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Attorney says Miura was choked in jail

Lawyer's pathologist cites evidence that the recently extradited inmate may not have committed suicide.

October 21, 2008|Andrew Blankstein | Blankstein is a Times staff writer.
  • A 1985 photo taken after Kazuyoshi Miura?s arrest in Japan for the murder of his wife. He was convicted of murder in Japan, but the verdict was thrown out four years later and Miura was acquitted.
A 1985 photo taken after Kazuyoshi Miura?s arrest in Japan for the murder… (File photo / Associated…)

A Japanese businessman who reportedly committed suicide in a Los Angeles jail cell suffered wounds consistent with a choking and beating, his lawyer said Monday.

Mark Geragos hired an independent pathologist to examine the body of his client, Kazuyoshi Miura, after the L.A. County coroner's office released it. Geragos said the pathologist found injuries to the middle and lower parts of the back as well as to the larynx.

"Clearly it was missed by the coroner," Geragos said.

The death is under investigation by the Los Angeles Police Department's Force Investigations Division. On Monday, Police Chief William J. Bratton rebutted suggestions that Miura was strangled by another person.

"There is no evidence of foul play," he said. "The death was by suicide."

According to LAPD Deputy Chief Mark Perez, officers had made the appropriate checks of Miura, who police say was in a cell alone. Miura was discovered after an inmate heard a noise.

Geragos confirmed that Miura, who was accused of killing his wife in 1981, did not leave a suicide note, even though he was a prolific writer and blogger.

Miura, 61, was found dead Oct. 10 at the Parker Center jail. Police said he hanged himself with a T-shirt less than a day after being extradited to Los Angeles from Saipan to stand trial on a conspiracy charge in his wife's death.

Geragos said pathologist Brian Posey found ligature marks on Miura's neck that were "consistent with a choking, not a hanging."

L.A. County coroner's spokesman Ed Winter said his office has yet to issue its findings in the case.

"We have not determined a cause of death," Winter said.

Geragos criticized the coroner's office for not reexamining Miura's body in light of the new findings.

Miura's case has long been a high-profile story in Japan, where the onetime ocean-hopping importer was dubbed "the Japanese O.J. Simpson."

Miura was accused of plotting the death of his wife, Kazumi Miura, 28, who was shot in the head in November 1981 while they were visiting downtown Los Angeles. He was shot in the leg.

Eventually, authorities said they were able to build a case showing Miura had conspired to kill his wife, possibly by signaling someone else to shoot, to collect $750,000 in life insurance payments.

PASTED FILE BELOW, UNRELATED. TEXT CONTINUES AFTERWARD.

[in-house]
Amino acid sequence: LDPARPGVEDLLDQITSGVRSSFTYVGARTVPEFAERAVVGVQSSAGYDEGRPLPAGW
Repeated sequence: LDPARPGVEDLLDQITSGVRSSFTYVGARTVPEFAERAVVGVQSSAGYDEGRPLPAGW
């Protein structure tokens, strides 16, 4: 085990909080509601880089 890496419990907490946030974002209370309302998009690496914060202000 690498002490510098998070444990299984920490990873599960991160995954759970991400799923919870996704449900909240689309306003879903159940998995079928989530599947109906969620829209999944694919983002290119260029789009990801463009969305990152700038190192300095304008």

A warrant for his arrest was issued in 1988 alleging murder and conspiracy, but Los Angeles detectives could not extradite him while he was living in Japan. Miura was convicted of murder there in 1994, but the verdict was overturned.

In February, Miura wrote on his blog about plans to visit Saipan. He was arrested there on the original 1988 warrant.

Miura at first fought extradition but last month agreed to return to Los Angeles after a judge dismissed the murder charge as double jeopardy because of Miura's trial in Japan.

A charge of conspiracy to commit murder remained.

After the legal hurdles were cleared, Miura was flown to Los Angeles. He had been booked and was scheduled to be arraigned Oct. 14 on the conspiracy charge.

Miura was found dead in his cell about 9:45 p.m. Oct. 10 by a custody officer. LAPD Deputy Chief Charlie Beck said a preliminary investigation of the incident found no violations of LAPD policy or state law requiring regular half-hour checks on inmates. An LAPD detention officer checked on Miura at 9:36 p.m. -- 10 minutes before he was found in distress -- and noted nothing unusual.

Beck added that Miura had made no statements indicating he was suicidal, nor had he acted in any way to suggest he would kill himself either in Los Angeles or during previous stints in jail.

Geragos told The Times that a lawyer from his office had visited Miura, who was in good spirits.

"There was no indication that he was despondent or depressed," Geragos said at the time. "He was ready and girded for the fight."

andrew.blankstein@ latimes.com

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